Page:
People don’t offer me jobs because I’m a woman – Painter
Maryam Omolola Lawal exemplifies the saying that what a man can do, a woman can do better. The native of Oyo State graduated in Computer Science from the Federal Polytechnic in Ede, Osun State. Omolola, who is in his twenties, is emerging as a brand in painting, which is widely seen as a male-dominated industry. In this interview, she told The Daily Trust on Saturday why she joined the industry a few months after graduating. She also talked about her experiences so far.
OWhat brought you to painting?
I like to paint; that’s why I ventured there. I also have a brother who loves painting, so I started following him at work and learned the craft. I believe that in addition to acquiring academic certificates, contemporary society requires certain professional skills. Gone are the days when you had to rely on white collar jobs.
So far, I have found painting interesting and rewarding, which is why it was easy for me to get into it immediately after graduating from polytechnic.
Apart from painting, what else do you do?
For the moment, I do nothing else. I just graduated a few months ago.
What was your parents’ opinion when you started doing this?
At first, my father didn’t want me to. He insisted that I learned more about producing paintings than getting involved in painting people’s houses. But he’s the type to go with the flow. He supports everything we want to do. So he later gave his support. My mother also did the same.
What challenges and risks do you face in your work?
There is no job without challenges, just like painting. I face a number of challenges, but I don’t let them weigh me down. For example, some people don’t really want to offer me jobs because I’m a woman.
Painting, like any other job, requires skill. Once you are competent and diligent, I believe these virtues should land you jobs. Skill has nothing to do with sex.
How do you feel if you meet one of your old classmates while painting?
I will feel good every time I meet one of my classmates. Alhamdulillah, I’m doing great even though I’m not where I want to be. In sha Allah, I will get there one day. Steady and slow, they say, win the race.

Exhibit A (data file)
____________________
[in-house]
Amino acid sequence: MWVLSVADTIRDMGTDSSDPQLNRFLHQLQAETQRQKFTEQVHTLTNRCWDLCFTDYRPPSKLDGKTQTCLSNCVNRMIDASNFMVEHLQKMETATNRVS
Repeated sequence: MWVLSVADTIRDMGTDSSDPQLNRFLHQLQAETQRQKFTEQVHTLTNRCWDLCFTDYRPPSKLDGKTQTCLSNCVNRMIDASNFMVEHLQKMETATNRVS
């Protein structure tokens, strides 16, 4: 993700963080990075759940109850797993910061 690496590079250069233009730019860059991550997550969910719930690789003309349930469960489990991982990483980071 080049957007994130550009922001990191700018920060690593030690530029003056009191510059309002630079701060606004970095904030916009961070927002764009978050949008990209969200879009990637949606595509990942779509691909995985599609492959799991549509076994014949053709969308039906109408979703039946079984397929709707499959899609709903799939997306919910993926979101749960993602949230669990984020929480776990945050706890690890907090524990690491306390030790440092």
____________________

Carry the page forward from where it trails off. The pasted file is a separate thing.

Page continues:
What are your plans for the future?
I have many projects; I pray to Almighty Allah to spare my life to accomplish them. I want to be big.
How much do you earn daily?
I don’t work every day. Painting is not like that. Wherever I am offered a job, I go straight to the job. But right now, I barely work every day.
I always look forward to painting a complete building. At the moment I mostly get jobs to paint individual rooms and self-contained apartments. Someone should trust the process. I’m very good at what I do, so I’m looking forward to getting my bigger paint jobs soon.
I post a number of my works on social networks, more specifically on Twitter. It helps me gradually and I always want it to help me more.
What drives you forward?
I’m happy with what I’m doing. Nobody forced me to do it. What keeps me going is that I haven’t gotten to where I want to be, but I will get there one day.
Painting high walls may not be easy for a young lady like you; how do you go about doing that?
I don’t climb every time, but I like being on scaffolding. I just want to be exceptional. I value my security. It’s safety first.
What message do you have for young people wandering the streets looking for a job?
As we all know, there really is no work out there, the best thing is to learn relevant skills and stay consistent. Consistency is the key.